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Help with the tax implications of engaging a personal assistant

If you employ a personal assistant (PA) or carer through a social care direct payment, personal health budget or with your own money, you may be responsible for money matters such as tax, National Insurance, paying wages and keeping records.

To help you as an employer, or for those who support individual employers, the Low Incomes Tax Reform Group (LITRG) has set up a website that brings together all the information you might need in one place. It’s called the Disability Tax Guide website and you can access it here: www.disabilitytaxguide.org.uk.

We’ve spoken to the group about the most common issues employers report when taking on a PA, and how they can help. Here’s what they said… 

 

The tax employment status of your PA

This is whether your PA is employed or self-employed. This is important as it will affect how much tax and National Insurance your PA pays.

The most important point to understand is that an individual can’t just ‘decide’ that their PA is self-employed. Making a PA self-employed can be attractive because it removes many responsibilities from the employer; however it’s their responsibility to check the status carefully.

Where to find help:

HMRC’s Employment Status Indicator can help you work out your PA’s tax employment status.

You answer questions about your PA’s working arrangements and the tool will tell you whether they’re employed or self-employed. You’ll get a form at the end which can be saved for future reference, should HMRC ever challenge the decision.

The LITRG’s website also has more detailed guidance about employment status.

 

Taking on an employee and setting up as an employer

If your PA is an ‘employee’ and meets the criteria below, you’ll need to register as an employer with HMRC so that a payroll can be set up.

*If you’re paying them £112 or more per week (this is the National Insurance Lower Earnings Limit in 2016/17 and may change each year)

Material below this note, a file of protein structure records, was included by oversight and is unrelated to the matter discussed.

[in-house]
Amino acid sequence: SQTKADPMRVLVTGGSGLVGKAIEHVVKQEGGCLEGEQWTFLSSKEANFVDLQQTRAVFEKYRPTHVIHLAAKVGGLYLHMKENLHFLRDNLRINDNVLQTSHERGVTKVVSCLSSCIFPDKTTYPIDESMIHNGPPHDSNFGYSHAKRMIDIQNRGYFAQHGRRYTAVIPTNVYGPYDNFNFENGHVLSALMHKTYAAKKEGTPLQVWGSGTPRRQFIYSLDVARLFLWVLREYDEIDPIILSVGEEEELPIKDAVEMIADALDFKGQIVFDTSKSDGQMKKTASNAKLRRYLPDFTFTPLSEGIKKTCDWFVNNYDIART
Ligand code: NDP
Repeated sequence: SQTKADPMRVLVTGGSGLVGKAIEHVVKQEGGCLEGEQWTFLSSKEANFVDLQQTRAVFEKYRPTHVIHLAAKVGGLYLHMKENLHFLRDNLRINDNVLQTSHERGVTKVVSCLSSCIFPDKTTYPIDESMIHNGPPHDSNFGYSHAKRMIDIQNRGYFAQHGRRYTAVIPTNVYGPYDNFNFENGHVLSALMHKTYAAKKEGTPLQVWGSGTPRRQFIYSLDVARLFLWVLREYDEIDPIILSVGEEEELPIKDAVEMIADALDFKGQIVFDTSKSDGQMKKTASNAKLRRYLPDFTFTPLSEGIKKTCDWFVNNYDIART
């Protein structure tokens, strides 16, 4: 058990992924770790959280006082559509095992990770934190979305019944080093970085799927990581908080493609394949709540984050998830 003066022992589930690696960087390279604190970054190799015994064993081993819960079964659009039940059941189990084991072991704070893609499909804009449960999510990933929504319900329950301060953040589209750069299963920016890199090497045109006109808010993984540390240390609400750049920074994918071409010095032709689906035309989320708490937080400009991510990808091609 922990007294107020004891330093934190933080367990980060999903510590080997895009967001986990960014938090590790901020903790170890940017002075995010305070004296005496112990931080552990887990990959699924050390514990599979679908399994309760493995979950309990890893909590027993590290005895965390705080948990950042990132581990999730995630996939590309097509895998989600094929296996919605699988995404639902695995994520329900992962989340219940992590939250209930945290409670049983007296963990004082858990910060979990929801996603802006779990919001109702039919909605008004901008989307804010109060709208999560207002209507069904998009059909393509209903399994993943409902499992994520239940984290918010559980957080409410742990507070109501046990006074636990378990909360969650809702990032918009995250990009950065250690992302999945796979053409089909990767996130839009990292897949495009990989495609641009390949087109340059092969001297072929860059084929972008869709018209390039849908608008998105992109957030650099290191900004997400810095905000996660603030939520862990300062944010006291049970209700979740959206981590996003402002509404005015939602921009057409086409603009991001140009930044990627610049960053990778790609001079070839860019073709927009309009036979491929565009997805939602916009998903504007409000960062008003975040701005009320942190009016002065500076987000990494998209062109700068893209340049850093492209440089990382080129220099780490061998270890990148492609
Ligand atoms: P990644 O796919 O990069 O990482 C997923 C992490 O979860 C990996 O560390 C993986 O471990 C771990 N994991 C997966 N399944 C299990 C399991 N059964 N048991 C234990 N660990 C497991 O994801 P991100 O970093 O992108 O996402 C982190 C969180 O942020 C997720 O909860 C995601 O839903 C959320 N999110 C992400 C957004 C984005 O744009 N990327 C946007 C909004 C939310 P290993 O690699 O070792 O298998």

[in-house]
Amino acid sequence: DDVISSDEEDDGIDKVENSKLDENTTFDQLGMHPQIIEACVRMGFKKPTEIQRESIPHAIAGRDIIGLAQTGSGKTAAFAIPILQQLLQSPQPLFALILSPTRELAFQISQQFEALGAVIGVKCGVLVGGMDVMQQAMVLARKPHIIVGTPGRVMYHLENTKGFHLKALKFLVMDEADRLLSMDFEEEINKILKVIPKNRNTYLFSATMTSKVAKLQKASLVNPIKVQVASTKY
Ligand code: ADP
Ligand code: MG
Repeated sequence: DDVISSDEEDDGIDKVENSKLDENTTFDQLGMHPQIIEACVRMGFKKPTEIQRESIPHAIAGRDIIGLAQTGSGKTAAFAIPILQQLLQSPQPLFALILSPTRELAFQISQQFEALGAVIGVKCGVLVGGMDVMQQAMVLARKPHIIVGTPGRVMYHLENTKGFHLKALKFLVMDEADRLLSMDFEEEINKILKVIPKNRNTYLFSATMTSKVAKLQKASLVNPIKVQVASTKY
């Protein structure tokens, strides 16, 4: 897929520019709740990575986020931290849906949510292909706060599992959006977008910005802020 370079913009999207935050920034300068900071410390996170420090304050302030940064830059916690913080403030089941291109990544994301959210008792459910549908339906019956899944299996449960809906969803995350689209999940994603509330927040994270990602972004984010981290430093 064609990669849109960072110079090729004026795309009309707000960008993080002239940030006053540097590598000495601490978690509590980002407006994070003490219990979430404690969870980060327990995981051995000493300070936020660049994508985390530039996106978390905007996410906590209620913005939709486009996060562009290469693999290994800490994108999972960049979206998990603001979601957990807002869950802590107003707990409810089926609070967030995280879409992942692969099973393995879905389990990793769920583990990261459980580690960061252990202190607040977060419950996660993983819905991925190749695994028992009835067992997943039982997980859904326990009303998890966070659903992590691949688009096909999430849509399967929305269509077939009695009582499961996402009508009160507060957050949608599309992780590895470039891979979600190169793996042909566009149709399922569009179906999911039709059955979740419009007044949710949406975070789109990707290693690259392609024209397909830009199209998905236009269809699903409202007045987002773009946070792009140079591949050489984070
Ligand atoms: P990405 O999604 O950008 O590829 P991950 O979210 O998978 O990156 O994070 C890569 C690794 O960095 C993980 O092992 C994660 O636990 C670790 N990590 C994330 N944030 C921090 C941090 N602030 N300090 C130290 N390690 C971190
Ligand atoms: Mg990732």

*If your PA already has another job.

*If your PA is receiving a state, company or occupational pension.

*If your PA is receiving employee benefits.

Where to find help

To register as a new employer, call the HMRC new employer number 0300 200 3211. The LITRG provide further registration guidance on their website.

 

Payroll and ‘Real Time Information’

This is the system used for sending information about Pay As you Earn (PAYE) tax and National Insurance to HMRC, usually every payday.

There are two ways the information can be sent - online, or, if certain requirements are met, by paper. Find out more about when paper filing can be used on the LITRG website.

Where to find help

For online filing, you’ll need to download an online payroll programme. There are lots of options out there, including HMRC’s free Basic Payroll Tools (BPT). LITRG have put together a list of all the payroll systems you could use here.

If you choose to use BPT system, you can also access LITRG’s free online tool that enables you to create a payslip for your PAs (currently BPT doesn’t let you do this). 

 

PA pensions and automatic enrolment (workplace pensions)

If you employ a PA who meets certain criteria, you’ll be responsible for putting them into a workplace pension scheme, and you’ll have to contribute towards it.

This process is called automatic enrolment. Your PA doesn’t need to do anything, however there are steps you need to do as an employer to enroll your PA.

Where to find help

You can read more about automatic enrolment for PAs on the LITRG website here.

The Pensions Regulator can also help if you employ a PA in your home. They also have a planning tool that will show you what you need to do and when.

If you get a direct payment to pay for your PA, you should speak to your Local Authority as there may be money to cover these extra costs. 

 

National Minimum Wage and National Living Wage

As an employer, you must pay staff at least the current minimum wage rate appropriate for their age.

Where to find help

You can find the up-to-date rates from the LITRG here. There is also lots of other information about the rules such as those for ‘live-in’ PAs, travel time and deductions.

The ‘Money matters’ section of Skills for Care’s information hub also provides lots of useful links.

 

Where can I find out more?

The LITRG has published easy to read factsheets that cover the key things you need to know about employing PAs.

Keep an eye on their regular news for the most up to date payroll and tax information. You can also request technical support with tax and National Insurance queries.

Skills for Care’s information hub for individual employers and PAs also has lots of useful information, including specific sections on wages, pensions and tax.

If you’re an individual employer, or you work for an organisation that supports them, you can sign up to the quarterly newsletter for general updates including tax, pensions, funding opportunities and local events.